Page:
Estero River teeming with bacteria, lack of warnings for danger
The Estero River has around 26 times the level of bacteria than the Florida Department of Health said is safe. Lurking beneath the surface is the problem preventing cleaner waters.
Christine Kingma, a mother of two children, said she uses the Estero River at least three to four times a month. She does not worry about the measurable fecal matter in the water.
“If you think about it there’s the fish that are swimming around and they have their fecal matter that were swimming in all the time,” Kingma said. “It depends on what fecal matter were discussing.”
But Henery Eyring and Karen Hartman are concerned about the impact on their family.
“I hope nobody falls in for starters,” Eyring said.
“I wouldn’t want to be in there,” Hartman said. “I wouldn’t want any of our kids to go in that water because we don’t know what it’s going to cause what health effects it’s going to cause.”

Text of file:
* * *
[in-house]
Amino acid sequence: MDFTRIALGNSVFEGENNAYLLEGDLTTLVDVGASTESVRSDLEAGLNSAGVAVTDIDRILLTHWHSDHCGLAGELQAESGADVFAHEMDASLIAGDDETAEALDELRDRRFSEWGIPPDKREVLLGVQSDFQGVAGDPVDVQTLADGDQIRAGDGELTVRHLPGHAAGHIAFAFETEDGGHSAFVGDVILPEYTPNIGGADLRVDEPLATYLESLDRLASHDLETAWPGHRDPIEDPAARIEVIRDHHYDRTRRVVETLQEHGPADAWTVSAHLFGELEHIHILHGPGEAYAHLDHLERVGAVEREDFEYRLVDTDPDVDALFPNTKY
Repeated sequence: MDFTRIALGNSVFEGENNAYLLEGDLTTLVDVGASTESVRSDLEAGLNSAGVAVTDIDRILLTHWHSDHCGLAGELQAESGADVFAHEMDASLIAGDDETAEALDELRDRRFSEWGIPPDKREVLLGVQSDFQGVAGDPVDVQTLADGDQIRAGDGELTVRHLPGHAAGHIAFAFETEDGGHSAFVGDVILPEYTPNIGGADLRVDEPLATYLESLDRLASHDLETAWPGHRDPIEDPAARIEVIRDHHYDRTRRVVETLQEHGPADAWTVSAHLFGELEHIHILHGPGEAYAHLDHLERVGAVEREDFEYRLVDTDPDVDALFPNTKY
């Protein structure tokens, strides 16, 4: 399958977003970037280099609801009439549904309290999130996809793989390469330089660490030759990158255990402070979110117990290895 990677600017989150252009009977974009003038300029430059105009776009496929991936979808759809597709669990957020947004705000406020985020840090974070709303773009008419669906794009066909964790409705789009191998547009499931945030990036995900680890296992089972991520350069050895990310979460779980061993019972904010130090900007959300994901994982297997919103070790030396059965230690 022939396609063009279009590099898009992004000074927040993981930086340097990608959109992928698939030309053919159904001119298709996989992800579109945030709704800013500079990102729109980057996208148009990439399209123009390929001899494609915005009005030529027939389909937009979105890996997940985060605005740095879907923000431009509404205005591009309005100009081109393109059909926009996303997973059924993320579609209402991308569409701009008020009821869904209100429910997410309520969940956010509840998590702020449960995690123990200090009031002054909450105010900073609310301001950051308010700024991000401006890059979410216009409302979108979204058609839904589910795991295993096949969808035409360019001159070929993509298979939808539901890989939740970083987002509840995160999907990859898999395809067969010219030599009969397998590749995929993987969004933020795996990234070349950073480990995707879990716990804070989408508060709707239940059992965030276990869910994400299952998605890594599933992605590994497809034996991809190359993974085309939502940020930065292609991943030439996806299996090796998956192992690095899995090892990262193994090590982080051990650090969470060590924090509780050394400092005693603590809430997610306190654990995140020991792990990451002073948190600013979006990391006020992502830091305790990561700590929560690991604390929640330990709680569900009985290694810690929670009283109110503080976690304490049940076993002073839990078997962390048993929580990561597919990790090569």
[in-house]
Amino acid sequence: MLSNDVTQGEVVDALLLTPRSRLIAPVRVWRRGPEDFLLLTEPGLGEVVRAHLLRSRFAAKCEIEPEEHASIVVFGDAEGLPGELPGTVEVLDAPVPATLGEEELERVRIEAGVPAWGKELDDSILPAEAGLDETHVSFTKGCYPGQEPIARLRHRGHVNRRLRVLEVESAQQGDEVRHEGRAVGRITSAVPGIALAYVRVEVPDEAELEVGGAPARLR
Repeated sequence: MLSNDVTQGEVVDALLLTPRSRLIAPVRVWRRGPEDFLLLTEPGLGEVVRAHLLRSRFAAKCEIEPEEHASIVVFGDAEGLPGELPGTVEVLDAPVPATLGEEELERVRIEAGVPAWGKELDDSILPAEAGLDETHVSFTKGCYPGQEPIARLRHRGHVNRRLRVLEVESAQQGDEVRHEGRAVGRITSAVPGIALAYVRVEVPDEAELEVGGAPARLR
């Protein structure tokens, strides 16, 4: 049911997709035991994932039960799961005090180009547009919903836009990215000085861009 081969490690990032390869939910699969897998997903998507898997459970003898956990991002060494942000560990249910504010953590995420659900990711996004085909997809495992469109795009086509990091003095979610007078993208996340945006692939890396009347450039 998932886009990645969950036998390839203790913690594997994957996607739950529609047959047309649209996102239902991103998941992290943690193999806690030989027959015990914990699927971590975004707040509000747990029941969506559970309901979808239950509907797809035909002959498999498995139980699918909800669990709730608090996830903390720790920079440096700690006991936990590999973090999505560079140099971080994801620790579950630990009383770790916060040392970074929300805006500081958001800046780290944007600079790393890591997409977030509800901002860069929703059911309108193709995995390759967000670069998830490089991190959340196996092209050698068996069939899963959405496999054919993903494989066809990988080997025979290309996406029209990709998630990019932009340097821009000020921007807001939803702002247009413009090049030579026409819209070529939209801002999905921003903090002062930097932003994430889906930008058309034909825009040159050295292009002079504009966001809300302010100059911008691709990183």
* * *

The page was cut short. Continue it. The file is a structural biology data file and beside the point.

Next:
John Casani, a Calusa waterkeeper, confirms tests done last week show the Estero River with unhealthy levels of fecal bacteria, according to the Florida Department of Environmental Protection.
The State of Florida is likely to do more testing in the coming days to determine if or what needs to be done to clean it up since there is a positive test result for fecal matter.
When the Lee County Dept. of Health finds bacteria in the water, it posts signs, like it did last week at the Cape Coral Yacht Club beach. That is not the case along the Estero River.
“The tributaries while there used for a lot of recreation, kayaking and fishing,” said Ed Shinouskis, a Calusa Waterkeeper. “They’re not designated swimming area so you typically wouldn’t see the same kind of postings you would on a swimming beach.”
Right now, chances are people who use the Estero River for recreation, paddlers, fishers and boaters do not know the river could cause them to get sick.